If you are looking for something unique to Japan to enjoy this November, check out the Kitamoto Neputa Festival in Kitamoto City, Saitama Prefecture, near Tokyo. However, unfortunately, Kitamoto City will not host this festival during the pandemic and will not be on between 2020 and 2022.
Kitamoto Neputa Festival
A neputa is a type of lantern festival float with dramatic images painted on a fan shaped canvas. Traditionally the images were of warriors.
The Neputa Festival is a type of lantern festival that originated in Hirosaki City in Aomori. It is often confused with the Nebuta festival which is also a lantern festival from Aomori. The main difference is that the Neputa festival lanterns are smaller than those of Nebuta and shaped in a fan.
A key feature of the lanterns is the difference in the front and back images of the lantern. The floats are accompanied by traditional music played on the taiko drums and Japanese flute. It is said that the lights and music were used to scare off a sleep demon that was believed to be responsible for making people sleepy during the height of summer.
Festival Report 2019
In 1991 a team of Kitamoto city officials visited Hirosaki in Aomori, the home of Neputa, to learn how to make the festival floats used in the parades. And to study the techniques used in painting the distinctive and captivating images.
They brought their knowledge back to Kitamoto to create a Neputa Festival in the city with an aim to get young people involved. The festival in Kitamoto is also a competition and to this day even a local school participates by entering a neputa made by the students.
Traditionally they design the Neputa of Hirosaki in a fan shape with a fierce image on one side and a softer image on the other. The Neputa of Kitamoto – about 20 in total – are more varied. A lot of them are the typical traditional variety, but you can also see original neputa.
My personal favourite this year was in the shape of a cherry blossom. It is in recognition and celebration of Saitama’s most famous sakura: the Kabazakura of Kitamoto, the only one of its kind in the world. Pictured above.
You could also see a lantern float in the shape of a globe. And there were smaller square floats too, as per the photo above.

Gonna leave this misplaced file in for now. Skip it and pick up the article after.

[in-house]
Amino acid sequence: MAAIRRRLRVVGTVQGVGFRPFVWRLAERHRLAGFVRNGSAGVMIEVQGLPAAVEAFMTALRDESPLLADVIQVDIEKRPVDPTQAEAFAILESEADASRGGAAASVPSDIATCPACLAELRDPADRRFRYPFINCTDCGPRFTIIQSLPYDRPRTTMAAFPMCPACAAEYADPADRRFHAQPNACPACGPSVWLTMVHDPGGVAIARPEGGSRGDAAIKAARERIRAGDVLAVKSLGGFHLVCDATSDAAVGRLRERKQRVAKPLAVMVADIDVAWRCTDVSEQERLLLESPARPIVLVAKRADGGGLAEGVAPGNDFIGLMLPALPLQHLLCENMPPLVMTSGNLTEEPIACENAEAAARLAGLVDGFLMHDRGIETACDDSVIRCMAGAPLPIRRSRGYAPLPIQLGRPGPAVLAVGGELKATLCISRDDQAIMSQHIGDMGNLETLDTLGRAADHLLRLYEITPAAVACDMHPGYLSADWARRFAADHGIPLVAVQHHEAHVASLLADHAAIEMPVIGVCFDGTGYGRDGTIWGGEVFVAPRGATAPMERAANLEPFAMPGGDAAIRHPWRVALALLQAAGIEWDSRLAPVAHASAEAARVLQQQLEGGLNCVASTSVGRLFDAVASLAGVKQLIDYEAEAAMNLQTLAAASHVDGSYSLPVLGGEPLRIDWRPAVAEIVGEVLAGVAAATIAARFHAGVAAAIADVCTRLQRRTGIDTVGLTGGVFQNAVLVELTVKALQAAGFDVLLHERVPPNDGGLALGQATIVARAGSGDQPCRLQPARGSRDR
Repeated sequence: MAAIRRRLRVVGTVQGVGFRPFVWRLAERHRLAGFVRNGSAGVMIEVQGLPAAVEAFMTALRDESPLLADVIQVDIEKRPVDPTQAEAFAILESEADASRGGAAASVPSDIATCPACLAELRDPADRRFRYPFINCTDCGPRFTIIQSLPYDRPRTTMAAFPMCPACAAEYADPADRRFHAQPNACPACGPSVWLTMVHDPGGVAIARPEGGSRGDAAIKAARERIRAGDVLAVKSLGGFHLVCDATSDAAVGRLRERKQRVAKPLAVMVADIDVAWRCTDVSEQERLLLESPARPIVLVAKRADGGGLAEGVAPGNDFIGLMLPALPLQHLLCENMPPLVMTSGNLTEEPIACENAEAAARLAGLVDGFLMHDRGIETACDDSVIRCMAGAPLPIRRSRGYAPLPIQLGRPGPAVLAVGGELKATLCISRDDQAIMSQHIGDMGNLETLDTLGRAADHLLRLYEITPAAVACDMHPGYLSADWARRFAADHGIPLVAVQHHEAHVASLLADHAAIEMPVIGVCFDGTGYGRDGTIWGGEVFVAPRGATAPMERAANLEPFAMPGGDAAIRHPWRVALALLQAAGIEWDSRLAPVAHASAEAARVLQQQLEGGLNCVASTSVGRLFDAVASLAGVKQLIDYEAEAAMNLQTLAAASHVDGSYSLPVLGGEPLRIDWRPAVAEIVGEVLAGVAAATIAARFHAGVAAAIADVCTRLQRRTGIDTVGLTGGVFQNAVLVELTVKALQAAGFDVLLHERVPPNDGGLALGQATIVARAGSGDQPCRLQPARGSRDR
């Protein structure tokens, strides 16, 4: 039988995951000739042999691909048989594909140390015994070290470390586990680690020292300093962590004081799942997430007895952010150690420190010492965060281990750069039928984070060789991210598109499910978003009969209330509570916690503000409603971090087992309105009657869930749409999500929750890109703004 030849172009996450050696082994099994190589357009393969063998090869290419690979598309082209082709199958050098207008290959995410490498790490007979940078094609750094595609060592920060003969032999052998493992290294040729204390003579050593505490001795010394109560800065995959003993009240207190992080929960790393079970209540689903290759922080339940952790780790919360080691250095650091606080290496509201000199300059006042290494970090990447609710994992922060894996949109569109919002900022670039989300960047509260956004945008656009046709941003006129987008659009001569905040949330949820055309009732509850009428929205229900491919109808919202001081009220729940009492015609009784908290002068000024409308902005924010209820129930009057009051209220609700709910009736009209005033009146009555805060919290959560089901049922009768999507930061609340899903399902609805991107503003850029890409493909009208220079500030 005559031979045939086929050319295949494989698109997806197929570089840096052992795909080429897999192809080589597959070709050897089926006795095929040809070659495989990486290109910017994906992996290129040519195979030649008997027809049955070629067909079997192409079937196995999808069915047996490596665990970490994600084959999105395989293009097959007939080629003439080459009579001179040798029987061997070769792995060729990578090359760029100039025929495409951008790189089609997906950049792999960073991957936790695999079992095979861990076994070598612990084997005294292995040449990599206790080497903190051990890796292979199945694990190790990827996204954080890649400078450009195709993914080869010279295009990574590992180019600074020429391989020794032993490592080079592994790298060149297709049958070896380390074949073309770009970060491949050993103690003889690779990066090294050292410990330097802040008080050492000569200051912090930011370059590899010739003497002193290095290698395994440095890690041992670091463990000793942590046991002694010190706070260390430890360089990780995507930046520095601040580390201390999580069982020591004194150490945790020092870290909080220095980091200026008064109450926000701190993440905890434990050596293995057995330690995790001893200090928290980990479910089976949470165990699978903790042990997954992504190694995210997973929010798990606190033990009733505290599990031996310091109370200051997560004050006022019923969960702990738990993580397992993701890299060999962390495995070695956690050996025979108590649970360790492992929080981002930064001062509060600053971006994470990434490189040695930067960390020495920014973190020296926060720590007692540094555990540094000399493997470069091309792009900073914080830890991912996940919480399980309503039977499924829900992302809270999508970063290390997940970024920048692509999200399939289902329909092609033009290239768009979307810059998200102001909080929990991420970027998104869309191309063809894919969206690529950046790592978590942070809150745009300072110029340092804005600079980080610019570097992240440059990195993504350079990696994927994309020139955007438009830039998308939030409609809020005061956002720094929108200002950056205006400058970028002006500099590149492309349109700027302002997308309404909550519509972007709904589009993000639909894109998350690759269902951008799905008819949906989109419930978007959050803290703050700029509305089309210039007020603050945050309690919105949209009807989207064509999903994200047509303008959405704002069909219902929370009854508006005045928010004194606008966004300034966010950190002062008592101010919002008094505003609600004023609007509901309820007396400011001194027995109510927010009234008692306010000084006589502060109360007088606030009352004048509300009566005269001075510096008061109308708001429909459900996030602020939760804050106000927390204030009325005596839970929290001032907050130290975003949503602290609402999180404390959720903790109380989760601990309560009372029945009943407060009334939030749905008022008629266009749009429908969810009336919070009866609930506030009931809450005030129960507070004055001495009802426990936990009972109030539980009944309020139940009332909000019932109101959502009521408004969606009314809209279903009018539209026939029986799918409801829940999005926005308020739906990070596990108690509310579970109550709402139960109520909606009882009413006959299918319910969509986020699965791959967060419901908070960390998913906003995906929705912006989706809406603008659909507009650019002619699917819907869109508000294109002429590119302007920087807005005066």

The Kitamoto festival is family friendly and involves a lot of the youth of the city. You can see even preschoolers participating in the parade and even playing the taiko drums. The drums and flutes really accentuate the festival atmosphere and invigorate the audience.
They also involve the local foreign community with one of the Neputa created by a local international club. The lantern float in the design of a globe is pulled by foreigners and teachers of the international club. And if you express interest you can also apply to participate.
There is a very amiable ambiance at the festival. It is easy to get chatting to the locals before the procession. Tonight, even though I hadn’t preregistered in advance, I was invited to don a happi coat and pull a lantern float. Several of the lovely volunteers, from different lantern float teams, even gave me free beer and onigiri!
The festival starts from around 2 pm. During daylight there are different music and dance performances. Festival and food stalls line the road from the Kitamoto station. After dark the lantern floats are on display for about 40 minutes before the procession starts.
The procession starts around 6 pm. The lantern floats are pulled up and down a one kilometer stretch from the west exit of Kitamoto station to near the Hotto Motto on Nishi Chuo Road. All the while festival music accompanies each float as it parades. The festival finishes at 8 pm.
Kitamoto Neputa Festival Information
|Date:||Generally the first Saturday of November, but not on between 2020 and 2022|
|Time:||From 2 pm. Neputa lantern floats from 5, parade from 6 pm|
|Place:||The main thoroughfare from the West exit of Kitamoto Station|
|Parking:||Available, see map below access|
They hold this festival close to Kitamoto Station on the Takasaki Line. You can also come by car as they have several car parks set up for the festival and each of them are within walking distance of the festival area. I used the Ishido Daishi shinpuku temple, marked in pink in the map below, and there were only about 12 cars there.